The collapse of Peacocks is a tragedy for all those who work there, and a major blow to the Welsh economy, given that Peacocks is one of the few large companies to be headquartered here. Whatever happens by way of salvage, it seems inevitable that what emerges will be a smaller and leaner company – with a much reduced workforce.
It isn’t the only company to be facing difficulties of course; many others have already been hit, and we can be certain that more will be hit in the future. The reaction from opposition politicians (and it really doesn’t matter which party or parties are in government and which in opposition) is that somebody must do something.
The somebody is invariably code for ‘the government’; and given the essential similarity of economic policy of the government and the opposition, the something inevitably means the use of public money, since the differences in economic policy between opposition and government are too small and too long term to make a difference at the point at which a company has failed.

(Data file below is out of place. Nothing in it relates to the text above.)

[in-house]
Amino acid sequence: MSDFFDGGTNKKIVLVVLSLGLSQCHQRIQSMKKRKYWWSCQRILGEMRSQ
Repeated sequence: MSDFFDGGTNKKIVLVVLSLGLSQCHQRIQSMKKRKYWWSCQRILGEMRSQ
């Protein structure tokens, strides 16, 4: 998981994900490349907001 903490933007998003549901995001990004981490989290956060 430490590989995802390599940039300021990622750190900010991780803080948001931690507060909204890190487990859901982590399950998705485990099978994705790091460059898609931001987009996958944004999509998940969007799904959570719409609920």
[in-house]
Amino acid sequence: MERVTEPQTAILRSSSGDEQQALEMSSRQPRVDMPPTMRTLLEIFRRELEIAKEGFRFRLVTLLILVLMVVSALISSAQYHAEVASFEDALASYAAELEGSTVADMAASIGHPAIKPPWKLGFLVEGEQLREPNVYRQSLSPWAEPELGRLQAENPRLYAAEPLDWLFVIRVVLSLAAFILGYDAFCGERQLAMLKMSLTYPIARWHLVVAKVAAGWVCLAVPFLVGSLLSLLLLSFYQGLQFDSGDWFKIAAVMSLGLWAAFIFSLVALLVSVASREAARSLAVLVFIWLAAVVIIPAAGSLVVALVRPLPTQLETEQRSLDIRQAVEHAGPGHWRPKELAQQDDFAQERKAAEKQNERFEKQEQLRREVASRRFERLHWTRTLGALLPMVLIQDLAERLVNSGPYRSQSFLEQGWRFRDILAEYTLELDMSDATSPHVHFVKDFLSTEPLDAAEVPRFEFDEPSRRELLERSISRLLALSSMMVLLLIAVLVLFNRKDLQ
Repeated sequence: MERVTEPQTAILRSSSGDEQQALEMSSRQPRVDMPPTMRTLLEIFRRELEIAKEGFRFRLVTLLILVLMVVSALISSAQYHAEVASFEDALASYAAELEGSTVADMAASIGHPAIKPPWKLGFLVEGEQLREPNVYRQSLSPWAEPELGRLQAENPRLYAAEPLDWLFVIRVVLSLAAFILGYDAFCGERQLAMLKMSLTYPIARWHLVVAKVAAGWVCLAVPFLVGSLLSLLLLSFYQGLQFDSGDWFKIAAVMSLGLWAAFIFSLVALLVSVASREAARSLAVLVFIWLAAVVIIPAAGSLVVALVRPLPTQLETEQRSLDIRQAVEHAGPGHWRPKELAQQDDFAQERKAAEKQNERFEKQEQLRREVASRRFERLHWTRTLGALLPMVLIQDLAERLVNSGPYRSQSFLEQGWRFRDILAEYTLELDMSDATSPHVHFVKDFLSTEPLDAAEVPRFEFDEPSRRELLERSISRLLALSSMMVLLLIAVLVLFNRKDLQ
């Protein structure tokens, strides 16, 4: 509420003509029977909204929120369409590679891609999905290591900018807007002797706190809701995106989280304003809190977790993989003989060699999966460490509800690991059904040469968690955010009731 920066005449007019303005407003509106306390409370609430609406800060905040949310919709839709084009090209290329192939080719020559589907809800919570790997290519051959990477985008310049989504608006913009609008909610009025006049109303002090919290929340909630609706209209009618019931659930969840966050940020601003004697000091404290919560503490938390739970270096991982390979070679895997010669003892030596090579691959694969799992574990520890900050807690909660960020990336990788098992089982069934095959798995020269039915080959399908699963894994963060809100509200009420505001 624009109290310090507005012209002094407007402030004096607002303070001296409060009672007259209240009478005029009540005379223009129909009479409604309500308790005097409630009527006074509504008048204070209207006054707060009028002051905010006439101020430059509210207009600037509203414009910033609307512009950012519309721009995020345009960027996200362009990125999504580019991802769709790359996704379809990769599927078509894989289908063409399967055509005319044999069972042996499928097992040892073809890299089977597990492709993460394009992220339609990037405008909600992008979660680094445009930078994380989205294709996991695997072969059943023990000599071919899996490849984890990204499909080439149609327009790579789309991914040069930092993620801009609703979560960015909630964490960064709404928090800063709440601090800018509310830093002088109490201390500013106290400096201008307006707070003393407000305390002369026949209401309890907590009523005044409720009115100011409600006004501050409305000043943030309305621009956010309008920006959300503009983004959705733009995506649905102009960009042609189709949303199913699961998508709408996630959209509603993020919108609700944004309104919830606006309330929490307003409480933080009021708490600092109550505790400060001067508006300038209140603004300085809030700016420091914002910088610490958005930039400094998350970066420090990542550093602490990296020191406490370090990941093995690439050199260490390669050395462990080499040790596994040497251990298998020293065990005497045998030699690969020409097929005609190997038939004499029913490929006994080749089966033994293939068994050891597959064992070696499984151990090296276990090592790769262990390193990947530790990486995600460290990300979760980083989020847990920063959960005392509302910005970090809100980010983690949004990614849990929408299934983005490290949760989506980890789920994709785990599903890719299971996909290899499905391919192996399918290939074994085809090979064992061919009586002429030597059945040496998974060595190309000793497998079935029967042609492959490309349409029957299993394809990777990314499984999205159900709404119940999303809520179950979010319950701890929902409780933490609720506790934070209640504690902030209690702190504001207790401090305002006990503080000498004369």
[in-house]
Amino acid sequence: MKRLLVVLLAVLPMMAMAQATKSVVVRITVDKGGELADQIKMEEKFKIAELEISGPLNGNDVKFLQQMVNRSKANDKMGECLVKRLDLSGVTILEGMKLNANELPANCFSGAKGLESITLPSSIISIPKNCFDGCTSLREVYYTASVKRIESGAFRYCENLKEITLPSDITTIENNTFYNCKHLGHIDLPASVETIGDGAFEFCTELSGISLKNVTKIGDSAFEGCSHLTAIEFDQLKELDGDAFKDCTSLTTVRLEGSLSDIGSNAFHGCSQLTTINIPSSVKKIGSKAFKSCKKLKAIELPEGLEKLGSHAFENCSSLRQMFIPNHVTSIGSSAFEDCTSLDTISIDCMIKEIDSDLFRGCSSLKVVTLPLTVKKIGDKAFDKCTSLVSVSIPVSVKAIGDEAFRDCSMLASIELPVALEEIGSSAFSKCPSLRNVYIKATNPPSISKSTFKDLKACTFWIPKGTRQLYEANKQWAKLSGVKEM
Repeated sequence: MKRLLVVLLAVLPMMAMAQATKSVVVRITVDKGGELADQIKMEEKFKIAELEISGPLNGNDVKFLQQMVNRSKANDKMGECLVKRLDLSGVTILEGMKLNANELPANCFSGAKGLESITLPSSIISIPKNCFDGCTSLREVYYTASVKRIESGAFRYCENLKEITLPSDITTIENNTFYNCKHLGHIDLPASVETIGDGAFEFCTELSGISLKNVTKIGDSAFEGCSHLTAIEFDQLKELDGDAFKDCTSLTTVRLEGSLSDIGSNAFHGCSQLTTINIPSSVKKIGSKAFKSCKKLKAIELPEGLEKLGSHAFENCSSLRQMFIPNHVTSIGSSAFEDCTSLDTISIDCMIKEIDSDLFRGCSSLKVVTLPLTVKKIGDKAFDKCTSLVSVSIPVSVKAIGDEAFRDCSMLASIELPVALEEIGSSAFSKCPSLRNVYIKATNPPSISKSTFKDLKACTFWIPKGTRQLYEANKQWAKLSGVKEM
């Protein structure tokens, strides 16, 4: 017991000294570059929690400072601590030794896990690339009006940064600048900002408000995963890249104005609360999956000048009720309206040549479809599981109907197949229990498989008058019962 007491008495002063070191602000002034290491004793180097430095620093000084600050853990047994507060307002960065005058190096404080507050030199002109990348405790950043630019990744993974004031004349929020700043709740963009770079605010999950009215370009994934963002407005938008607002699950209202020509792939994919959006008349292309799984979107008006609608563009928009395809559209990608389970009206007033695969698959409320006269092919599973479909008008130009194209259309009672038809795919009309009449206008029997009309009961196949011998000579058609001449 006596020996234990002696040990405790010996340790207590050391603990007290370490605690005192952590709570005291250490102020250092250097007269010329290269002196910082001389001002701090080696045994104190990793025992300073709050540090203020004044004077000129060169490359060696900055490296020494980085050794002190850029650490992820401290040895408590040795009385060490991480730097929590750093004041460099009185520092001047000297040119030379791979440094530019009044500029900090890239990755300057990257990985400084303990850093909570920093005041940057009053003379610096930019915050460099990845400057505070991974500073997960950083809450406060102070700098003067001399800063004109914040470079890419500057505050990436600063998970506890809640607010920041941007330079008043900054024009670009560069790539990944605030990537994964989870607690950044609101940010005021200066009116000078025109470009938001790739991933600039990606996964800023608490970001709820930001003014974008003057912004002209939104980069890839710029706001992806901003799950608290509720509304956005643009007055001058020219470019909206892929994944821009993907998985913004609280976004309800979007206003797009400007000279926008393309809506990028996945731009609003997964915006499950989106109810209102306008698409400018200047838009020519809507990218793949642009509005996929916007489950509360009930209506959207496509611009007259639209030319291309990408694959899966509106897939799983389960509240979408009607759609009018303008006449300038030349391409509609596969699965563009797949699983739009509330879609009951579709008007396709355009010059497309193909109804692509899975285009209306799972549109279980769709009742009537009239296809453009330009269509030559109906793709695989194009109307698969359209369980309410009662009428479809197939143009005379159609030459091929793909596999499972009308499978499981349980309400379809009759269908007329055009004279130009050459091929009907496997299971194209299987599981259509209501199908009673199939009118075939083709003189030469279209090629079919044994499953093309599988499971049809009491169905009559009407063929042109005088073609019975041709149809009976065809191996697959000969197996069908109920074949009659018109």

As an instinctive interventionist, I don’t see anything wrong, in principle, with the use of public funds to rescue private firms and save jobs and livelihoods. It’s the practice which concerns me, not the principle.
It is a fundamental tenet of the capitalism whose image the UK parties are all busily trying to burnish that capital gets rewarded for taking risk, and that capital gets the lion’s share of the rewards of success. The question is over how much risk they’re really taking if public funds are being used for rescues when a capitalist enterprise fails. It’s another example of privatised rewards and socialised risk. And it often looks as though the biggest risks of all are borne by those who have little choice but to work for a capitalist enterprise.
The danger in using public money to bail out private companies is that governments are usually asked to step in only after the banks have already decided that the risk of default is too great for them to loan the money. I’m not sure on what basis anyone believes that governments are better placed than banks to predict the success or failure of an enterprise; it seems a highly unlikely proposition to me.
Perhaps rather than lending or giving money direct to the companies to bail them out, the government might think about lending or giving it to the employees for them to take a growing stake in the companies for which they work. It would not only give them a greater stake in the success of the enterprise, but it would also start to rebalance the economy away from a pure capitalist model. After all, Marx said that capitalism contains within itself the seeds of its own destruction. All we need is the mechanism to give effect to that, and the failure of capitalist company after capitalist company might even be creating opportunities if we look for them.